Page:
This time of year, the creek in front of the “parking area” was running pretty high and fast, and while there were bridges that may or may not be accessible to the public at the Ranch and Camp mentioned above, there was also a log crossing that looked sketchier to cross than it actually was. Note that the annual ebbs and flows and heavy use of the creek could change the location and existence of these logs or rock crossings, but it worked for us on this particular day.
Unlike most of our hikes, this was not an obviously maintained trail at all. There were sections that appeared more traveled than others, but by and large, we mostly just followed the creek up the canyon, making our own trail along the way. This was definitely not the standard SoCal fire road, or even a well-carved single track. It was navigating up the very rocky wash, sometimes walking on sand, sometimes on gravel, often hopping from boulder to boulder, and occasionally having to find ways to cross the creek, as we tried to determine the best path and just made things up as we went along. Now, on the way back, we found an easier path than we took up, but it still required actual focus and concentration on where you stepped and good footwear (flip-flops would not be a good idea) to prevent twisted ankles or nasty falls.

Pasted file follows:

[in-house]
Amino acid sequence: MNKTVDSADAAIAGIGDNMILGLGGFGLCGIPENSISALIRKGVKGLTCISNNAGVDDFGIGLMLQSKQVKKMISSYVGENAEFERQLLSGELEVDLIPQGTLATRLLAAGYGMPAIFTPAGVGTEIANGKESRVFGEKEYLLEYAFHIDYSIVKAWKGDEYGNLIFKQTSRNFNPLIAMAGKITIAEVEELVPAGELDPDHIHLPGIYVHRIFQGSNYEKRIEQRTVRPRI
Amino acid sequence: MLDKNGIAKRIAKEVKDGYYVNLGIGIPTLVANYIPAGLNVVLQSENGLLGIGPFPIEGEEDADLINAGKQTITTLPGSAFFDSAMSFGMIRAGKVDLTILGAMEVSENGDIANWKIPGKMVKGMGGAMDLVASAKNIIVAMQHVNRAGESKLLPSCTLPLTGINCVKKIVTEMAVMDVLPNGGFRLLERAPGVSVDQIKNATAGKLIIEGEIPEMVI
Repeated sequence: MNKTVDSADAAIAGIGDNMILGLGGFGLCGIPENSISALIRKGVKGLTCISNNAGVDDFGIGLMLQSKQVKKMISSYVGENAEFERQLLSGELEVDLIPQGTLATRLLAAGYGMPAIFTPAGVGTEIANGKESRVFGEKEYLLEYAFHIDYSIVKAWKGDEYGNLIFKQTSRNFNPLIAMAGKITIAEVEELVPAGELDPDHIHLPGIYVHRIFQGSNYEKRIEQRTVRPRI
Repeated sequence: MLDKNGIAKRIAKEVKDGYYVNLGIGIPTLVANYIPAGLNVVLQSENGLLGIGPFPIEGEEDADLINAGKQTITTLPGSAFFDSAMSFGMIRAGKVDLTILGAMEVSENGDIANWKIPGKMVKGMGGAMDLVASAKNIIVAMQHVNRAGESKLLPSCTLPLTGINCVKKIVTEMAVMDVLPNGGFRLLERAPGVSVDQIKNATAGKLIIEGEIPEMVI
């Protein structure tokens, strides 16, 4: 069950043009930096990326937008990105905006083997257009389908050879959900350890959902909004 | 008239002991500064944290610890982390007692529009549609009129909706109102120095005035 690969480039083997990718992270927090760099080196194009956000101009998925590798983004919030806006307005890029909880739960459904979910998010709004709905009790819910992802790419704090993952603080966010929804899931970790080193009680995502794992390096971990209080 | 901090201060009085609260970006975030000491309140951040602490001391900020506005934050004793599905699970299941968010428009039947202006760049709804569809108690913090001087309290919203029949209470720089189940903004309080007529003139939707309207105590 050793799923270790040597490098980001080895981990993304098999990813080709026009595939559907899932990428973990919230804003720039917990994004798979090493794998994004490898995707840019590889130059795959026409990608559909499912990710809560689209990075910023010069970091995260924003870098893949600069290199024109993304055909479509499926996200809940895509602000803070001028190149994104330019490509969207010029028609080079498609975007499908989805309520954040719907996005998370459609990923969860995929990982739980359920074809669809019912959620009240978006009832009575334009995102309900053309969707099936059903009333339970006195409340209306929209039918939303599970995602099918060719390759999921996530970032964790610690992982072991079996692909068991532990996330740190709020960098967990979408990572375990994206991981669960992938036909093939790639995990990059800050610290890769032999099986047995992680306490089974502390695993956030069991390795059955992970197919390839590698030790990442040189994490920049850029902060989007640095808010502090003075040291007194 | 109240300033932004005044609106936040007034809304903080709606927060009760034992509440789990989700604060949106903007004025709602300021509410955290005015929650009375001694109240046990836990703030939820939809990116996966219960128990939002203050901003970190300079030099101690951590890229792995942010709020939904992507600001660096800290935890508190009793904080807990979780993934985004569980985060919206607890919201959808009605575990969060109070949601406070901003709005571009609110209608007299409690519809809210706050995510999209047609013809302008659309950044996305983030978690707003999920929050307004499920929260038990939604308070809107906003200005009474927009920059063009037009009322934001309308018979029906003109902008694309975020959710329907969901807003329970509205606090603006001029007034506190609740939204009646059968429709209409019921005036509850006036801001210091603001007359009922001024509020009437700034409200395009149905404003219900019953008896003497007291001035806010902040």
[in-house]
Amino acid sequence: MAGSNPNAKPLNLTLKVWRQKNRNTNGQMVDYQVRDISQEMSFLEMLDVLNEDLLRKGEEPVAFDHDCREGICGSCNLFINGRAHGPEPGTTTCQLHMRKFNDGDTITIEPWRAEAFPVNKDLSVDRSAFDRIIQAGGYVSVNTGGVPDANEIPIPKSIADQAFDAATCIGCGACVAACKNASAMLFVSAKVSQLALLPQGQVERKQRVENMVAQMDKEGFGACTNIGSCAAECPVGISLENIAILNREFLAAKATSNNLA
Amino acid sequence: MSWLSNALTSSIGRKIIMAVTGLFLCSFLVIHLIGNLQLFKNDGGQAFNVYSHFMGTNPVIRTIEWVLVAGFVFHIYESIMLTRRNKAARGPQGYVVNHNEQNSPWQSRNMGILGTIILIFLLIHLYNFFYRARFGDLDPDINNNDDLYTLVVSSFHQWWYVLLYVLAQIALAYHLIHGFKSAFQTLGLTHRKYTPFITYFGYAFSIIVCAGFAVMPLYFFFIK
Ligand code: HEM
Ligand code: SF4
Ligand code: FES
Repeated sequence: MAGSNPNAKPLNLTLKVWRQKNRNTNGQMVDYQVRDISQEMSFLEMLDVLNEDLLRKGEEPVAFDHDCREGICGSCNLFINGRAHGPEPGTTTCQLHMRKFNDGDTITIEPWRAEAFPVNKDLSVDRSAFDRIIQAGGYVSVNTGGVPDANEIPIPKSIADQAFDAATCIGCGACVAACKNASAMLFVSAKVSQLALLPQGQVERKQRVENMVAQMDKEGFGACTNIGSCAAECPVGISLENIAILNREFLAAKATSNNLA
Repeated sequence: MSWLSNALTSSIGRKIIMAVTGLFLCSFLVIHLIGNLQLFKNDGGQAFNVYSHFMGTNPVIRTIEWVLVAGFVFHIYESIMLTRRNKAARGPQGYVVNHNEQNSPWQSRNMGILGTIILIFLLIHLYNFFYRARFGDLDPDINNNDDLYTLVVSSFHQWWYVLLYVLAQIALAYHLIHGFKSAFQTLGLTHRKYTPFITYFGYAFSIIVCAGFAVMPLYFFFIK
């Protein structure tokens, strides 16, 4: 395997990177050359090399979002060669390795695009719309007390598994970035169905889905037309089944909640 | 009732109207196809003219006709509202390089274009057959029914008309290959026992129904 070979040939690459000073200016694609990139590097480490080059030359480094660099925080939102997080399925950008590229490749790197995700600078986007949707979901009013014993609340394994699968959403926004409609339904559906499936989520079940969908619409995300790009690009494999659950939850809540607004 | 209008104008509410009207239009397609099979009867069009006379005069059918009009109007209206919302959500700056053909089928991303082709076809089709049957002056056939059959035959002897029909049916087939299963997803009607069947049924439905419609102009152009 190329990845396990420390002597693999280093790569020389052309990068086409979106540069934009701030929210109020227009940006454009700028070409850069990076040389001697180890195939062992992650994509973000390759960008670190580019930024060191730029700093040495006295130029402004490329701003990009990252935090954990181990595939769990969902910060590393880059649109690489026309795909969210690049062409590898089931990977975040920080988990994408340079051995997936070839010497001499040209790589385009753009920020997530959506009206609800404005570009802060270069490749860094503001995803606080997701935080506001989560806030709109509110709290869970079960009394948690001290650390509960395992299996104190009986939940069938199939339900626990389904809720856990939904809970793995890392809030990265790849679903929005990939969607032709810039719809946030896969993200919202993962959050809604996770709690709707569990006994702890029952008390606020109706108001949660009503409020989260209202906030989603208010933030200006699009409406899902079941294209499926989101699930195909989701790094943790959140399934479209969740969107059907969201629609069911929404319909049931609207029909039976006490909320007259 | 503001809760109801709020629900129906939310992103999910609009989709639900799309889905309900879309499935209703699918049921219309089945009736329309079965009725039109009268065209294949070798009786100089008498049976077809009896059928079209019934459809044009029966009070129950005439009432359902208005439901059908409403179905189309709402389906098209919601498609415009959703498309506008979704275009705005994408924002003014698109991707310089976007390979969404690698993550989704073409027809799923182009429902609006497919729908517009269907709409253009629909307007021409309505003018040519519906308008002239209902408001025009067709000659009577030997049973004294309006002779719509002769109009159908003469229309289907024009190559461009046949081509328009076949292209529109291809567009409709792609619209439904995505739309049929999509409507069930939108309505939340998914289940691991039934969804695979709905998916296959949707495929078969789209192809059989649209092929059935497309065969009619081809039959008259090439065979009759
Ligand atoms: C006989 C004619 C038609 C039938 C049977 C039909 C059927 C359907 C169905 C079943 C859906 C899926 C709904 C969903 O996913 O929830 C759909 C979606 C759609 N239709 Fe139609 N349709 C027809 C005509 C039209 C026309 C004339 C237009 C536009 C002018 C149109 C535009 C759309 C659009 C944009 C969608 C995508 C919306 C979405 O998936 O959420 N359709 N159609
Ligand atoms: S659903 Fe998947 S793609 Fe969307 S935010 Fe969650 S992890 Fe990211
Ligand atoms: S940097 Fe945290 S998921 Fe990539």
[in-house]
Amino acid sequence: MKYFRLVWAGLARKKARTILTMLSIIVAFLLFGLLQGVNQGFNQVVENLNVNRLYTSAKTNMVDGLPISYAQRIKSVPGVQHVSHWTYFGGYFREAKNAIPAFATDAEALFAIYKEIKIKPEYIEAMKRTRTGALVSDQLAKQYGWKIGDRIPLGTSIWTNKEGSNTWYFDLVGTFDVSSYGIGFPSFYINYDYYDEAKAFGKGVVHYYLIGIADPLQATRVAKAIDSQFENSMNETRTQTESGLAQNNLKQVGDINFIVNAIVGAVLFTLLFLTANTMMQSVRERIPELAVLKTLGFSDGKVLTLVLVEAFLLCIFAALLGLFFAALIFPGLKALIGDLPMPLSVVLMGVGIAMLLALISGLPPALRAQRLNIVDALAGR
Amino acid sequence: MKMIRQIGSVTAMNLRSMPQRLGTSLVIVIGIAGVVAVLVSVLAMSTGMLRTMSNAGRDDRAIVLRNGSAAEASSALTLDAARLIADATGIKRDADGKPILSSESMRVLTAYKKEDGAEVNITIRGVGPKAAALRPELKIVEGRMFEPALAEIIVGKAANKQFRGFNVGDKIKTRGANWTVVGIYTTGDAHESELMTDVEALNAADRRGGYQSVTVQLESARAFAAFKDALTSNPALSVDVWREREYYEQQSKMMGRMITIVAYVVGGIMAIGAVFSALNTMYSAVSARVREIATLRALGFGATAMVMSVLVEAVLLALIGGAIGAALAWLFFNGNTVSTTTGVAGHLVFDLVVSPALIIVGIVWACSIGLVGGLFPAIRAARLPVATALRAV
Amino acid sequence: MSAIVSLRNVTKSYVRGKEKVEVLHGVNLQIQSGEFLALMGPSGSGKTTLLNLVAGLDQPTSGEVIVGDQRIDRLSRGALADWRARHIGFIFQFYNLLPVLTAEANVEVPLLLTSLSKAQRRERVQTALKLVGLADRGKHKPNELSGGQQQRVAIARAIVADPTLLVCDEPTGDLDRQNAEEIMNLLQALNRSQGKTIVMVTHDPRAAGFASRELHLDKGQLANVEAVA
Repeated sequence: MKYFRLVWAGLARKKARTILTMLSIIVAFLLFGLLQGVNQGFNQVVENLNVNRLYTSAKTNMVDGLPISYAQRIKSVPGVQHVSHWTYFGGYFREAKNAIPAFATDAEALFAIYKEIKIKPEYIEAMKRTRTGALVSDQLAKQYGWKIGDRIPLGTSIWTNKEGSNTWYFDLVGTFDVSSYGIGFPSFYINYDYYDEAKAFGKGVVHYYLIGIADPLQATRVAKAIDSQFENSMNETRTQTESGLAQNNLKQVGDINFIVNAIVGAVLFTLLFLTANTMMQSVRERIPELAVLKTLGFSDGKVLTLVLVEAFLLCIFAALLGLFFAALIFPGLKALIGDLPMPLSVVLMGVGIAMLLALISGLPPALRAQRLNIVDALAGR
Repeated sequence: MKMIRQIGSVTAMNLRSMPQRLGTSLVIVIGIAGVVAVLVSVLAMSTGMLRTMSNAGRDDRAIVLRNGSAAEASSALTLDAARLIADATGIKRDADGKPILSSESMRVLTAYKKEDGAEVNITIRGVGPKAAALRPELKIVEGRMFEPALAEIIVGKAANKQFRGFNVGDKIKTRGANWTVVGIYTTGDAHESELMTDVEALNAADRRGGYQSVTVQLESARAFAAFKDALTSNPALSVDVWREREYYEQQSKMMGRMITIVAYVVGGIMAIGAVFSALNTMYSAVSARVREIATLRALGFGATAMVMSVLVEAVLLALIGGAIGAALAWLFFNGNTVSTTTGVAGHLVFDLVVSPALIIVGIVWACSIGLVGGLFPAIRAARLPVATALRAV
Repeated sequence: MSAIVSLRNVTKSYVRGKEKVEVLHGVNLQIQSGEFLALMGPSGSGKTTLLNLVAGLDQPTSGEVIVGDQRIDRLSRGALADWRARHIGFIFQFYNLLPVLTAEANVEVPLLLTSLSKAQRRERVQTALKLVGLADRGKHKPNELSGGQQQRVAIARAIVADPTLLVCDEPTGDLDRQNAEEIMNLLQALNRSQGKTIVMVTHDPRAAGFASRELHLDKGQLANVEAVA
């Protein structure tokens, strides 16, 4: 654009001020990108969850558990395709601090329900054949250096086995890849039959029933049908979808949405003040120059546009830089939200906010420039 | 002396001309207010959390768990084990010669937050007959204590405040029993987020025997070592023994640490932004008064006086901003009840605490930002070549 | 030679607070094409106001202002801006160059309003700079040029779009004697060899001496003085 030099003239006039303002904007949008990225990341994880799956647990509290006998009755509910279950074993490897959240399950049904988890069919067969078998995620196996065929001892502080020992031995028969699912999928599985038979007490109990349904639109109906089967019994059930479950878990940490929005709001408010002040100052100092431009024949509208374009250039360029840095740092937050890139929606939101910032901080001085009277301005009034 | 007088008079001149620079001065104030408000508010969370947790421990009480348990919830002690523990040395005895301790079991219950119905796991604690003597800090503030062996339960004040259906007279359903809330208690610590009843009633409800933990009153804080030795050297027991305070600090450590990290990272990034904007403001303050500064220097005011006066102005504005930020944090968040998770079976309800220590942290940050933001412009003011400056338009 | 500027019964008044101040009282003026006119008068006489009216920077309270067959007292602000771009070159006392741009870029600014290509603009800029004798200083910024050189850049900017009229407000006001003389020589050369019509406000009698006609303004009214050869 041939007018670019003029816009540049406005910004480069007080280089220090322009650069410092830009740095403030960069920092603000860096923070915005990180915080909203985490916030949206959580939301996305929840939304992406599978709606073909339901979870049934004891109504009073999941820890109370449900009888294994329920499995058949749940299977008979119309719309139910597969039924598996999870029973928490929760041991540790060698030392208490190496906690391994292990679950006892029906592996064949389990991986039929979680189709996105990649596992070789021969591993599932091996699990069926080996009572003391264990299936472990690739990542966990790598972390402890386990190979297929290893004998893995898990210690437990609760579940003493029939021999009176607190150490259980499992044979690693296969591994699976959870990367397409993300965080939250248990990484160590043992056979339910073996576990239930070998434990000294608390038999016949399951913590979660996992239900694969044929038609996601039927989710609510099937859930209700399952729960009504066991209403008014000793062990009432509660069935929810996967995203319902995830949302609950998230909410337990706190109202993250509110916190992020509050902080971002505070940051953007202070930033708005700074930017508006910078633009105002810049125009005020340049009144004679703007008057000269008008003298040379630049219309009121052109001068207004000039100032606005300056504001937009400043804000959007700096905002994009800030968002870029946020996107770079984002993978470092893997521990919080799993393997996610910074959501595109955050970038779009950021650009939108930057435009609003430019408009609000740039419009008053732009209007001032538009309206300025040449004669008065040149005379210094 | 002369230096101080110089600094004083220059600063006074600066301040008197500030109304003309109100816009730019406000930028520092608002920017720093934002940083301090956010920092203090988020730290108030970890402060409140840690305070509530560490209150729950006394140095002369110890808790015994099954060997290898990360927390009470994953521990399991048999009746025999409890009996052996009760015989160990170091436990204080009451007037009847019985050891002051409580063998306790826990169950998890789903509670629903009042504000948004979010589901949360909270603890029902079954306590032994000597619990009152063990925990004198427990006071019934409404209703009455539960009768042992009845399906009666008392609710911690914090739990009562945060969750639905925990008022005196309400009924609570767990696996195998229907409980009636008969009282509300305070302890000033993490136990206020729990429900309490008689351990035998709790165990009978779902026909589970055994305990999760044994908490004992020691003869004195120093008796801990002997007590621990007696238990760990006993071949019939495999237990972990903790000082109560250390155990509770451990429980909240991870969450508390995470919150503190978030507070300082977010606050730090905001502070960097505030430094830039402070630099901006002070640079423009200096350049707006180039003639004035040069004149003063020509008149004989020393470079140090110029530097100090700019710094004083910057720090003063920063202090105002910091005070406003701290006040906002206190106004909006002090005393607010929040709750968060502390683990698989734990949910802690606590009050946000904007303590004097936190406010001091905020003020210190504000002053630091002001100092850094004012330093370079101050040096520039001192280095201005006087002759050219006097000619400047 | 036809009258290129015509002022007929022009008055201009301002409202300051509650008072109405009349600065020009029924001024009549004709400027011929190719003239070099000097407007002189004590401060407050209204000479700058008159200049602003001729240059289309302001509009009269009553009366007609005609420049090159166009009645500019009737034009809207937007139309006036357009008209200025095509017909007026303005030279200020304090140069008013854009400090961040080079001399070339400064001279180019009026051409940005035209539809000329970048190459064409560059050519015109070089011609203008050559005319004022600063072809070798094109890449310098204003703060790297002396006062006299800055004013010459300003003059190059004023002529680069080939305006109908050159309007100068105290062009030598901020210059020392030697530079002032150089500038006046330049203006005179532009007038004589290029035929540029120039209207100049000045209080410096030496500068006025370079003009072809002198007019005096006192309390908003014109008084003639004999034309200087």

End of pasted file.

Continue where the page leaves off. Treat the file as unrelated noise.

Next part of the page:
I don’t want to oversell the difficulty, because we were hiking with a 12 year old boy and a 15 year old girl and a beagle, all of whom thought it was one of the funnest (yes, I know it’s not a real word) hikes we’d done. They loved the creek crossings, and the adventure of carving our own path up to the falls. Oh–And the snow! On this particular day, there was a goodly amount of snow still left on the ground along the north facing slopes on the south side of the “trail”.
On the way in, we decided it was safest to follow the creek itself up towards the falls, figuring it would be hard to miss the falls that way. Almost immediately after crossing the main branch of the creek, we were led to another crossing of the South Fork of the creek, which we would then be following up to the falls. In trying to stay close to the creek, we crossed as many as 6 times heading up the canyon, as we looked for what looked like the smoothest terrain to follow towards the falls.